As Carbone notes, this is especially true in the state of New York, where kids can attend a two-year SUNY program at a considerable discount.
“If you start with a good SUNY two-year program, and then transfer to the school of your choice, you could save tens of thousands of dollars,” he says.
If you already graduated, this tip can’t help you now. But if you’re gearing up for school, it can pay to explore some of the degree options two-year schools offer. A lot of times, you can begin lucrative careers with a two-year degree or even an apprenticeship.
“Parents and students have to accept the idea [that] there is a flood of college graduates with limited job prospects,” says financial planner Tom Diem of Diem Wealth Management. Meanwhile, there are also many unfilled, high paying jobs in technical fields.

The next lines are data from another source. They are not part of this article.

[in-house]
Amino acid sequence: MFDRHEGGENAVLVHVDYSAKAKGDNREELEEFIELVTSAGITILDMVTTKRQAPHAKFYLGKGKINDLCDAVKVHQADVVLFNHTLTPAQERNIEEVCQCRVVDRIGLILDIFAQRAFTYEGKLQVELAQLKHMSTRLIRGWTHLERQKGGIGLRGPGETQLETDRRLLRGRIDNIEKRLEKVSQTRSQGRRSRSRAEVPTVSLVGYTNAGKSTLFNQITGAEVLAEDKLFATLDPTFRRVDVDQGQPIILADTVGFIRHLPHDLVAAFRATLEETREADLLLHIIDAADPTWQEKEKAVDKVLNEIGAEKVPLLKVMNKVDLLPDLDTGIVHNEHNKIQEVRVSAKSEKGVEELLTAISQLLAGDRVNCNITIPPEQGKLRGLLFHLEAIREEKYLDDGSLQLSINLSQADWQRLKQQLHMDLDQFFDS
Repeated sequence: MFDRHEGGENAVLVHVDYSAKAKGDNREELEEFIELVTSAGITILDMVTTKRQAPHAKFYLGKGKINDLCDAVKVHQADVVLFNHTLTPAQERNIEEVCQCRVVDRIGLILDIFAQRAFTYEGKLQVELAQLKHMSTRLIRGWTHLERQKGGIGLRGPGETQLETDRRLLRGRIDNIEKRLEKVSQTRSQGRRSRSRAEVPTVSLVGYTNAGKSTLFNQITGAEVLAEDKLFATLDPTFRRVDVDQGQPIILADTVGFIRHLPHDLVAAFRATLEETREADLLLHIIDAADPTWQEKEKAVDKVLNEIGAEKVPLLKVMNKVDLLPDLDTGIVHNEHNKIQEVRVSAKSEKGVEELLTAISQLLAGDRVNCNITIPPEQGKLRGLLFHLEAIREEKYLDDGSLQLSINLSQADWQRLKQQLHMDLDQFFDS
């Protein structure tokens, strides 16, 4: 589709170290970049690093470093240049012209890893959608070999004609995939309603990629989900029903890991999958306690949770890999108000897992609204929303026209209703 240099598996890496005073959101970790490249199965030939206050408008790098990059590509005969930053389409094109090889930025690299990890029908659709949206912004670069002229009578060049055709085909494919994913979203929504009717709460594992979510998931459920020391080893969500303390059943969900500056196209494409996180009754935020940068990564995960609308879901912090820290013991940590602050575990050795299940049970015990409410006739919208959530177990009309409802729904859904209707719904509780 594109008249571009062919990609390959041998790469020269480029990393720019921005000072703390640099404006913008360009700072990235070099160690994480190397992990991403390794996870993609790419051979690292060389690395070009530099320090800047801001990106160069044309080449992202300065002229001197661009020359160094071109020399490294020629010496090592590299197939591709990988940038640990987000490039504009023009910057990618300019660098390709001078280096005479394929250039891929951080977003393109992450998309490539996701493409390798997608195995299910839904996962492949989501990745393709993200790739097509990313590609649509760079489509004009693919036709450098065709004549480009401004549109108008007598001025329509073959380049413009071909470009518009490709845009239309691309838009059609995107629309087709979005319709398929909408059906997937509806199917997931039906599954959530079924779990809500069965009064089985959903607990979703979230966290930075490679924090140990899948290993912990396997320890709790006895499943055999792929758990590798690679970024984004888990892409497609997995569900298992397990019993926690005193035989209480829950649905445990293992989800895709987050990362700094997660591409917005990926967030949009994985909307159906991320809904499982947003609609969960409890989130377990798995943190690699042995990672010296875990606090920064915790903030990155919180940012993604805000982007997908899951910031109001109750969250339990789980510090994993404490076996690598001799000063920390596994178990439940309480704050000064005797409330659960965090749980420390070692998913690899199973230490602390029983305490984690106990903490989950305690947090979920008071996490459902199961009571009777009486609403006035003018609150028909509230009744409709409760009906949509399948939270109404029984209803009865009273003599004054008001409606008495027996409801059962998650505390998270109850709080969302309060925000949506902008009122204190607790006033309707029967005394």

Because of this, says Diem, you need to think about long-term value when choosing a program.
And remember, like Carbone says, you can always start with a two-year degree, then transition to a four-year program later.
2. Living off your student loans
Depending on the student loans you choose, you may be able to borrow more than the cost of your tuition and books. When that’s the case, it’s tempting to spend the “overage” on a lifestyle you couldn’t afford otherwise.
But, just because you can use student loans for a Spring Break trip to Mexico doesn’t mean you should. Remember, you have to pay back every cent you borrow – plus interest.